The Way of Discipleship – Reflection for Trinity 21 24 October 2021

They came to Jericho. As Jesus and his disciples and a large crowd were leaving Jericho, Bartimaeus son of Timaeus, a blind beggar, was sitting by the roadside. When he heard that it was Jesus of Nazareth, he began to shout out and say, “Jesus, Son of David, have mercy on me!” Many sternly ordered him to be quiet, but he cried out even more loudly, “Son of David, have mercy on me!” Jesus stood still and said, “Call him here.” And they called the blind man, saying to him, “Take heart; get up, he is calling you.” So throwing off his cloak, he sprang up and came to Jesus. Then Jesus said to him, “What do you want me to do for you?” The blind man said to him, “My teacher, let me see again.” Jesus said to him, “Go; your faith has made you well.” Immediately he regained his sight and followed him on the way.

Mark 10:46-52

Our gospel story is set in Jericho, some fifteen miles from Jerusalem. Bartimaeus cannot see yet despite not being able to see physically he has the insight to know who Jesus really is. ‘Jesus, Son of David, have mercy on me!’ Bartimaeus’ cry echoes down the centuries. He has faith in Jesus. He knows who Jesus is and Jesus heals him in front of the crowds.

The writer of St Mark’s gospel tells two stories about Jesus restoring sight. In the first, the blind man is told to tell no one (Mark 8:22-26). Yet in this story, Jesus is no longer hiding from the public gaze, rather stepping into the full glare of publicity. This is the final healing miracle in Mark’s Gospel and through it Jesus challenges his disciples and the crowds to recognise who he is. His true identity becomes clearer as he approaches Jerusalem. As Morna Hoooker writes: ‘Mark’s story is a final challenge to his readers to join Bartimaeus in following Jesus on the road of discipleship, even though that road leads to Jerusalem and all that happens there.’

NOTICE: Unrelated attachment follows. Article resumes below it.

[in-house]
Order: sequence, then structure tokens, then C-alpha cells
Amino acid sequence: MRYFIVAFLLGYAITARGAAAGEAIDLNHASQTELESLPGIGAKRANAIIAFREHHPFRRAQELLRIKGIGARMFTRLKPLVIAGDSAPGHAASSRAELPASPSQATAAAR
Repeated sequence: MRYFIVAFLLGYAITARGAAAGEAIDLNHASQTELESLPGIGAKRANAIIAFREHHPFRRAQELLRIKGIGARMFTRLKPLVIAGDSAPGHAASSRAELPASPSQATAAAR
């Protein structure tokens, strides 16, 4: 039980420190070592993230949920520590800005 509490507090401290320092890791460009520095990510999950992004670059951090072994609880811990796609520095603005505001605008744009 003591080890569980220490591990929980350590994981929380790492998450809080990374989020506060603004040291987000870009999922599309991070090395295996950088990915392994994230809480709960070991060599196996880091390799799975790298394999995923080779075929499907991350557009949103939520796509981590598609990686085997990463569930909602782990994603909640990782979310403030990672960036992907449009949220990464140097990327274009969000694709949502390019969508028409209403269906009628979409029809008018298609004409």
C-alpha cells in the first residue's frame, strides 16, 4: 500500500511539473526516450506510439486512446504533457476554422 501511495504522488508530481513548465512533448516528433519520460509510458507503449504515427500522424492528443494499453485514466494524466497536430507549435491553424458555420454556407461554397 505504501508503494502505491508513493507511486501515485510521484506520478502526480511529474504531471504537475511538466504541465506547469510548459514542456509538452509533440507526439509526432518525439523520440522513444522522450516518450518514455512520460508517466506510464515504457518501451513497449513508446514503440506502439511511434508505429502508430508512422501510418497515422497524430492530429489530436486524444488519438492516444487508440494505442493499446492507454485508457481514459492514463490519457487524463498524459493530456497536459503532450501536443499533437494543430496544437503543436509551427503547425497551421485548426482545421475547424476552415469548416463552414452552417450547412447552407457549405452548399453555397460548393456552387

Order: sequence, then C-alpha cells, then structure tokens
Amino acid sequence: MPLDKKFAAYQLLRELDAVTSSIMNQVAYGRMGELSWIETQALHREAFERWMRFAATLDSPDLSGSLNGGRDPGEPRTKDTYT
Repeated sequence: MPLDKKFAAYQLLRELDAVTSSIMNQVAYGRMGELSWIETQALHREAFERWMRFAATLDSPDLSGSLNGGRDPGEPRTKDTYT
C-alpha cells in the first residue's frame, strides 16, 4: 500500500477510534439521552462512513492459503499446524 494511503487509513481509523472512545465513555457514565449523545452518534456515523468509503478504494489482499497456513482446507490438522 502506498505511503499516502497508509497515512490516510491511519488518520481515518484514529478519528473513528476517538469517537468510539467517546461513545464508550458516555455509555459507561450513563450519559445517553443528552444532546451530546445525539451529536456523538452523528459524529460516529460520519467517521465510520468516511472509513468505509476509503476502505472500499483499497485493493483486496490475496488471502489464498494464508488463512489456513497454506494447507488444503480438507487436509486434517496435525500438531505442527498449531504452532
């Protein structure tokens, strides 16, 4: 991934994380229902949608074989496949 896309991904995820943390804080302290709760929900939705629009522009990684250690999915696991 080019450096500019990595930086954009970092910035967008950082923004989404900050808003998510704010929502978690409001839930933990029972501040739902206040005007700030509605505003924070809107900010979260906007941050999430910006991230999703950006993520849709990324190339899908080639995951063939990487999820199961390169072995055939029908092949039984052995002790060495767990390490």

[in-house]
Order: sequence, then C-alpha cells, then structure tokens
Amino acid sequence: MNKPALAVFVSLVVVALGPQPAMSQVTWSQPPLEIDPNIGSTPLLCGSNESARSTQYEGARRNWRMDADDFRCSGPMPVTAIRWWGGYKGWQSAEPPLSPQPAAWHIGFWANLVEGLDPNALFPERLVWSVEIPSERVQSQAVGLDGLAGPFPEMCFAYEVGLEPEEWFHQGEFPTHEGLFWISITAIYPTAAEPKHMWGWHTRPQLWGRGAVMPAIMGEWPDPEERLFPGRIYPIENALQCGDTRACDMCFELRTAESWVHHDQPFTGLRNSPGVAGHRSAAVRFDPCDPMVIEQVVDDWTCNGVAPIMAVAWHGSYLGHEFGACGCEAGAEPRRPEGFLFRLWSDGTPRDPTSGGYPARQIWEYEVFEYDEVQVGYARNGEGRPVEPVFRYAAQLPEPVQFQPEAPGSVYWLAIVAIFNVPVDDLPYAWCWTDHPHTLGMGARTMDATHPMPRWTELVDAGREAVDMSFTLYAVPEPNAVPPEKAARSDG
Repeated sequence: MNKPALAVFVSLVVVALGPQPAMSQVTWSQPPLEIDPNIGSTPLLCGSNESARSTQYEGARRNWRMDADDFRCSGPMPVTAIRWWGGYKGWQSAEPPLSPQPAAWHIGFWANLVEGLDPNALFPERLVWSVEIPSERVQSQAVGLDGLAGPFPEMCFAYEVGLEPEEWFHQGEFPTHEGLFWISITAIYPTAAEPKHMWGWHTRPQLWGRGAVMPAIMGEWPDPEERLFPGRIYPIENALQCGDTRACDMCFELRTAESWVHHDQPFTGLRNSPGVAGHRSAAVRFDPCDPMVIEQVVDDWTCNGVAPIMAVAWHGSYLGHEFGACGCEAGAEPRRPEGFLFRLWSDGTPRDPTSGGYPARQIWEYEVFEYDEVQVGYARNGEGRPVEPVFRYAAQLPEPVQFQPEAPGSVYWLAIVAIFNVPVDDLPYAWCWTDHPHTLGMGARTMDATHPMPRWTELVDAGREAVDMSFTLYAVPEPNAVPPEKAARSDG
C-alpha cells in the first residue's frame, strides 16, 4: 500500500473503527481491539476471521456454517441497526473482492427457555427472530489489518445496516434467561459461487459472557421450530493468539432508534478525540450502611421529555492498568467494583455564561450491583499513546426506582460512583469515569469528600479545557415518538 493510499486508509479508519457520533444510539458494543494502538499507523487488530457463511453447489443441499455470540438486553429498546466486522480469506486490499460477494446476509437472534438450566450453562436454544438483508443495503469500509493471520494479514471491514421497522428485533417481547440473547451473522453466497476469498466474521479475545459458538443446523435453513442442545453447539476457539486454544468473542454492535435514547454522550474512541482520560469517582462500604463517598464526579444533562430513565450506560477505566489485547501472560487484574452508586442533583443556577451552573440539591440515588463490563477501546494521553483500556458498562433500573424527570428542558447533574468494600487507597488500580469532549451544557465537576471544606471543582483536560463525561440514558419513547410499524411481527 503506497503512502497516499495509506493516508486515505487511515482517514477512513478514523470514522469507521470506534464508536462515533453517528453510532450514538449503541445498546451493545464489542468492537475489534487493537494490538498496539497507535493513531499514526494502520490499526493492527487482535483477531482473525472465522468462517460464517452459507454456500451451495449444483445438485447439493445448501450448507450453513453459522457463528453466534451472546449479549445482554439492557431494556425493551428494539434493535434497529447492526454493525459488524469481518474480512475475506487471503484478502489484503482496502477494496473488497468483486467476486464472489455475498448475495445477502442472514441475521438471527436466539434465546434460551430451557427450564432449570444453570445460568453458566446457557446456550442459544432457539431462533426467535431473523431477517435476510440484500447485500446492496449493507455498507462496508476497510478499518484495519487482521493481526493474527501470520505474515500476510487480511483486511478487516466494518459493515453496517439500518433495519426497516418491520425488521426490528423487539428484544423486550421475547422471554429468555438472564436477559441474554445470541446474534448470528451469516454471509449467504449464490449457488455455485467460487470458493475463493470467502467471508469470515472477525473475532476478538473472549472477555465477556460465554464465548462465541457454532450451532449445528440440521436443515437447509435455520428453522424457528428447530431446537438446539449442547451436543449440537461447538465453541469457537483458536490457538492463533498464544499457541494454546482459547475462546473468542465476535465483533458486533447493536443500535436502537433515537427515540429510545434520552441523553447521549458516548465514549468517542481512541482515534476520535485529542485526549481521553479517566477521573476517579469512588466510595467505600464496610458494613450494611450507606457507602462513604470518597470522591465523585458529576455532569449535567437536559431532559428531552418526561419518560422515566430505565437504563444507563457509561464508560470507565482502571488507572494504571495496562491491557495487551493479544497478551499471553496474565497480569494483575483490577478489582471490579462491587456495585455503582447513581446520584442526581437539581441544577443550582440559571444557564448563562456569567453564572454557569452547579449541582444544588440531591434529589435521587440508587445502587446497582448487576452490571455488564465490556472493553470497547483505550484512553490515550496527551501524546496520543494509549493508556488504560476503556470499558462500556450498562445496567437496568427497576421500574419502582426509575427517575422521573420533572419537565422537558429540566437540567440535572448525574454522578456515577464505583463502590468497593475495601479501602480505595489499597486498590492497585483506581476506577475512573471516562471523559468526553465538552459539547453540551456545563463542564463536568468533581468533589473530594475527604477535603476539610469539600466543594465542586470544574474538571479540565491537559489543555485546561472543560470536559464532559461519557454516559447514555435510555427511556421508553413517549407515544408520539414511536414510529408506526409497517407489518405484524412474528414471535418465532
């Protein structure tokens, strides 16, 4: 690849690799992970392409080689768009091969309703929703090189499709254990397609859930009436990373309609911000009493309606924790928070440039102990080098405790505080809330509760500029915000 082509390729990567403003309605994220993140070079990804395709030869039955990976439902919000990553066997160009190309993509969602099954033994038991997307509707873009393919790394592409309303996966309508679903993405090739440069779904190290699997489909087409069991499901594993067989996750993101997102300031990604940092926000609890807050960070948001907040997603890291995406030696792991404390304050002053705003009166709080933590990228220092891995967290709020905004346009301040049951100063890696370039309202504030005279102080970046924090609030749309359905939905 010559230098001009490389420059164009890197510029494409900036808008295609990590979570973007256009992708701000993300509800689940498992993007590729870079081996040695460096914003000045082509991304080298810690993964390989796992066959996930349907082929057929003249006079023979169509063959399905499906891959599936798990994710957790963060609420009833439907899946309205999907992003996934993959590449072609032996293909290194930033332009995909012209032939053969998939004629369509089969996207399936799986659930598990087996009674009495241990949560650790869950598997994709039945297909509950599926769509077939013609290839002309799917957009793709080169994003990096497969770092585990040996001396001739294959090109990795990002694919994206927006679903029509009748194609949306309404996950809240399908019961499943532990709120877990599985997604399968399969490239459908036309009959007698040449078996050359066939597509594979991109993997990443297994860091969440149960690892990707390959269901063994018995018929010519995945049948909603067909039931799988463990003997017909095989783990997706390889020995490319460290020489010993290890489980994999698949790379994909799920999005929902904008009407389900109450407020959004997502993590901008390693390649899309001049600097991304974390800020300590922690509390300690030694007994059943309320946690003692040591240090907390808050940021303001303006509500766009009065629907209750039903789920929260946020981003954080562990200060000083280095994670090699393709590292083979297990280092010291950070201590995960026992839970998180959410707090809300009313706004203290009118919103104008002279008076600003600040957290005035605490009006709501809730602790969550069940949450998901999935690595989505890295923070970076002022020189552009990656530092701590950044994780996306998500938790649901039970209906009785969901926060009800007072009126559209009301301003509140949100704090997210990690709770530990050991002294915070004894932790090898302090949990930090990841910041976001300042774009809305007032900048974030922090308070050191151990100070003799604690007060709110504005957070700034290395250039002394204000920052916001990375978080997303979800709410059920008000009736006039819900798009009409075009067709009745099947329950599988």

Bartimaeus took a risk when he asked Jesus for healing. He took a risk, but he took a step of faith too. He opened himself to transformation – to a change in his life that was not only physical but spiritual as well. In setting out on the way of discipleship, Bartimaeus had no idea where the journey would end.

What was true for Bartimaeus is true for us too. The journey of faith is never straightforward. There are highs and lows, twists, turns and challenges on the way. Sometimes our faith feels strong; at other times faith can feel strangely absent. When faced with difficulties, personal and collective, we are invited to open ourselves to God’s transforming love in and through Christ Jesus. We pray with Bartimaeus: ‘Jesus, Son of David, have mercy on me!’

Rev Canon Nikki Arthy, Rector

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